Flat-packed accordion-style house can be easily deployed in emergencies

While a permanent mode of residence is always ideal for most people, there are times when that is a luxury that they can’t afford. This can happen in times of natural disasters like floods or earthquakes, military deployment in remote locations, or even shelter in a tourist or pilgrimage spot. Temporary housing, on the other hand, feels nothing like a house at all, especially since they’re often made with low-quality designs to make it cost-effective and easy to tear down when no longer needed. A better and longer-lasting solution would be a portable home that can be extended, set aside, and reused as needed, such as this housing concept design that takes inspiration from flat-packed furniture that can easily be set up even by just a handful of people.

Designer: Komal Panda, Suyash Chavan

There has always been a need for portable or easy-to-assemble housing, even outside emergencies and disasters. Being able to put up a roof over people’s heads in a quick and efficient manner never goes out of fashion, and there is an almost never-ending number of attempts to make that practical and cost-effective. Prefabricated housing is one such possible solution, but it still takes a lot of time and effort to put the house together. These types of houses can’t be easily moved once they’ve been built either, which makes them less ideal for less permanent abodes.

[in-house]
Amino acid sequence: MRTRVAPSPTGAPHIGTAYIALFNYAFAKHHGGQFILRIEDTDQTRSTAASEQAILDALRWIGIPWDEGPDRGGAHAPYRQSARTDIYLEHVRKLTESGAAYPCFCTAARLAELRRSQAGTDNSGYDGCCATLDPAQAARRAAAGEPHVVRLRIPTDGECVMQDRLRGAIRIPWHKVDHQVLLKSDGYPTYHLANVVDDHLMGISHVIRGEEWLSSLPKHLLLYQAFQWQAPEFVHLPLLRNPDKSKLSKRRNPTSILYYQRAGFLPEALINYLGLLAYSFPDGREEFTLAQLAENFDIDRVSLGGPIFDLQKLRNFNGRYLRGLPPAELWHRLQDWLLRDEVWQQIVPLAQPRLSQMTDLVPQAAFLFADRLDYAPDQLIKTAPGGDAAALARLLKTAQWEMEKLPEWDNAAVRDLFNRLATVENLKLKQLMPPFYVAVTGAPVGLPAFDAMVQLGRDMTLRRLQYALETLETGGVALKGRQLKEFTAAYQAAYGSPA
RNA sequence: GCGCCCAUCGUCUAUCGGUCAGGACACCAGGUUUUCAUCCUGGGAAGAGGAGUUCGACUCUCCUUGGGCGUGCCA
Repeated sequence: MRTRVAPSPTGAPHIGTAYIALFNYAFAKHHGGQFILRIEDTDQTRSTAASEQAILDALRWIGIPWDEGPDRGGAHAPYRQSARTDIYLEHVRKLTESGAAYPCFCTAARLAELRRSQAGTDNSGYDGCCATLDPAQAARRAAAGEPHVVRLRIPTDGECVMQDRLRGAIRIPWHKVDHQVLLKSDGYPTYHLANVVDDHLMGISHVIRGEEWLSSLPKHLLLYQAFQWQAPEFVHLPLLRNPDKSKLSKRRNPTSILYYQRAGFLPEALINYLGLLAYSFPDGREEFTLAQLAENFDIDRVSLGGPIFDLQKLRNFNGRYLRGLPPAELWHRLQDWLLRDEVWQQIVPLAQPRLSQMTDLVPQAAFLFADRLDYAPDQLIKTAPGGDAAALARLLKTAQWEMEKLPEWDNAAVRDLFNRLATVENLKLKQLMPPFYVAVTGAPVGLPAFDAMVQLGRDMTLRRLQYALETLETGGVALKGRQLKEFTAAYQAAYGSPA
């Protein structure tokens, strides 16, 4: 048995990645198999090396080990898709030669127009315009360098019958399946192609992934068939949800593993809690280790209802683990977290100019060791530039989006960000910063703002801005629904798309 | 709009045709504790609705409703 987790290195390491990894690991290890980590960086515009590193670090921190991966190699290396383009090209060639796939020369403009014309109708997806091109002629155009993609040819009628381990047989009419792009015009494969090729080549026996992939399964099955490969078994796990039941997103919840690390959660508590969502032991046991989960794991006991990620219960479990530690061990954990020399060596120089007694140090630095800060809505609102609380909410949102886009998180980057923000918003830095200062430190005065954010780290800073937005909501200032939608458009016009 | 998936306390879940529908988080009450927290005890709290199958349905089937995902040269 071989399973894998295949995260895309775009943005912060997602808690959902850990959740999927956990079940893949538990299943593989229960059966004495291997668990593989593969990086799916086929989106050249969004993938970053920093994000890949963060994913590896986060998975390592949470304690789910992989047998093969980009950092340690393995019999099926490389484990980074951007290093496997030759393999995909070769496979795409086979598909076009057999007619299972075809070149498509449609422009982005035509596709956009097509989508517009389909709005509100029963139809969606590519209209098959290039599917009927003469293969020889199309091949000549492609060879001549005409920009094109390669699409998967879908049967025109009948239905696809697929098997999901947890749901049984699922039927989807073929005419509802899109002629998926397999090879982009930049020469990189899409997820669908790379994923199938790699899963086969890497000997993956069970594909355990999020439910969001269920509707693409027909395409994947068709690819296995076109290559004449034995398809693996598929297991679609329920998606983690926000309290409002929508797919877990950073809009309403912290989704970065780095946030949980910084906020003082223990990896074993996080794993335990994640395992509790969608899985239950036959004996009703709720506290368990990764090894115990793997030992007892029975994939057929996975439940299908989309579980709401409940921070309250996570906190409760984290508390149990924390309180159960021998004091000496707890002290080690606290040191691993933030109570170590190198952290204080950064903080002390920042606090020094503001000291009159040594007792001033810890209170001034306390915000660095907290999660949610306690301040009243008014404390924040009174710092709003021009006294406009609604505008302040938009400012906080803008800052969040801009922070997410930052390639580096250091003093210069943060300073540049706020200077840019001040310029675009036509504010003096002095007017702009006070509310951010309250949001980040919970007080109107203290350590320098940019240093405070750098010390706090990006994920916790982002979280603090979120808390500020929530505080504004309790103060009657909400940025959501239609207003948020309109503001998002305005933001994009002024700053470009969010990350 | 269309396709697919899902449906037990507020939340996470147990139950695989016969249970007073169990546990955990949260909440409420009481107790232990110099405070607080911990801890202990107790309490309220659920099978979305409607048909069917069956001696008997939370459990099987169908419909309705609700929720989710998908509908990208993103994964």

Baadi is a concept that takes the popular flat-pack furniture design to houses, though you don’t exactly assemble one from disparate parts. Instead, you pull out one side of the house, and the rest of the walls expand and unfold like an accordion. This mechanism allows a house that’s big enough for two to four people to be collapsed down to a very flat structure and moved around as needed. The design also makes it possible to deploy multiple houses quickly with only a few people involved, which is a key element when the houses are indeed needed for emergencies.


Just like flat-packed furniture, however, there is a connotation of such designs being soulless and dry, especially from lack of customization options. Baadi, however, is designed to be modular and flexible, such as in how many panels can be used to extend the size of the housing, as well as colors for the panels. The latter aspect is actually critical when the houses need to be very visible even from a distance, in case identification and location are needed during natural disasters.

Admittedly, the concept doesn’t leave much room for using different materials, though it’s not that hard to imagine how the design can be extended to support a wider variety, as long as they meet the requirements of durability and resilience. After all, such a housing system places greater emphasis on portability and flexibility, while still providing the necessary protection and comfort when regular houses are near impossible to have.